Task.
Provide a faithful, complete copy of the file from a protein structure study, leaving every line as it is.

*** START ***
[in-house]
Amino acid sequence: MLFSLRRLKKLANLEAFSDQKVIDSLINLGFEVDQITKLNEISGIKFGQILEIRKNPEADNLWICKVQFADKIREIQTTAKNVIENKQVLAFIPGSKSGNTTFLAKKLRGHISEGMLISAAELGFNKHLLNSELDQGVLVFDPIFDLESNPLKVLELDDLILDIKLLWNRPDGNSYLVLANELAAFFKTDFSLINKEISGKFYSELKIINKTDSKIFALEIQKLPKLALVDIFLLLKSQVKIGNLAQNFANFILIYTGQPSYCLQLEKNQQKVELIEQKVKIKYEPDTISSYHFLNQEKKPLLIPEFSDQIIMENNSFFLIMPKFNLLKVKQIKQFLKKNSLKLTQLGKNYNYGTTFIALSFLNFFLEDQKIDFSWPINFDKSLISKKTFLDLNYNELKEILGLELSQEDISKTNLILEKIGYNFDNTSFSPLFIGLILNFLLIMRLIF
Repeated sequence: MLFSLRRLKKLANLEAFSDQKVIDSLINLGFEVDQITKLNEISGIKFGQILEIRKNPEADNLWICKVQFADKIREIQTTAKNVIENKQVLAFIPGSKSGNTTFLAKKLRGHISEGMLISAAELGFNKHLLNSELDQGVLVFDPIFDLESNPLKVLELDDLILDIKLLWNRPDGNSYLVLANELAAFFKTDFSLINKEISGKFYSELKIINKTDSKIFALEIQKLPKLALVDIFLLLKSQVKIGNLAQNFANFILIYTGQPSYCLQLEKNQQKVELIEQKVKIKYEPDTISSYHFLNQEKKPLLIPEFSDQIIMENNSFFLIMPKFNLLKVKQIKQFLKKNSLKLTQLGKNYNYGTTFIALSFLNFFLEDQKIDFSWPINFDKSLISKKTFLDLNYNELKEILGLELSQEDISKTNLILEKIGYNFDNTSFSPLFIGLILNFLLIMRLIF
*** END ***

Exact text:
[in-house]
Amino acid sequence: MLFSLRRLKKLANLEAFSDQKVIDSLINLGFEVDQITKLNEISGIKFGQILEIRKNPEADNLWICKVQFADKIREIQTTAKNVIENKQVLAFIPGSKSGNTTFLAKKLRGHISEGMLISAAELGFNKHLLNSELDQGVLVFDPIFDLESNPLKVLELDDLILDIKLLWNRPDGNSYLVLANELAAFFKTDFSLINKEISGKFYSELKIINKTDSKIFALEIQKLPKLALVDIFLLLKSQVKIGNLAQNFANFILIYTGQPSYCLQLEKNQQKVELIEQKVKIKYEPDTISSYHFLNQEKKPLLIPEFSDQIIMENNSFFLIMPKFNLLKVKQIKQFLKKNSLKLTQLGKNYNYGTTFIALSFLNFFLEDQKIDFSWPINFDKSLISKKTFLDLNYNELKEILGLELSQEDISKTNLILEKIGYNFDNTSFSPLFIGLILNFLLIMRLIF
Repeated sequence: MLFSLRRLKKLANLEAFSDQKVIDSLINLGFEVDQITKLNEISGIKFGQILEIRKNPEADNLWICKVQFADKIREIQTTAKNVIENKQVLAFIPGSKSGNTTFLAKKLRGHISEGMLISAAELGFNKHLLNSELDQGVLVFDPIFDLESNPLKVLELDDLILDIKLLWNRPDGNSYLVLANELAAFFKTDFSLINKEISGKFYSELKIINKTDSKIFALEIQKLPKLALVDIFLLLKSQVKIGNLAQNFANFILIYTGQPSYCLQLEKNQQKVELIEQKVKIKYEPDTISSYHFLNQEKKPLLIPEFSDQIIMENNSFFLIMPKFNLLKVKQIKQFLKKNSLKLTQLGKNYNYGTTFIALSFLNFFLEDQKIDFSWPINFDKSLISKKTFLDLNYNELKEILGLELSQEDISKTNLILEKIGYNFDNTSFSPLFIGLILNFLLIMRLIF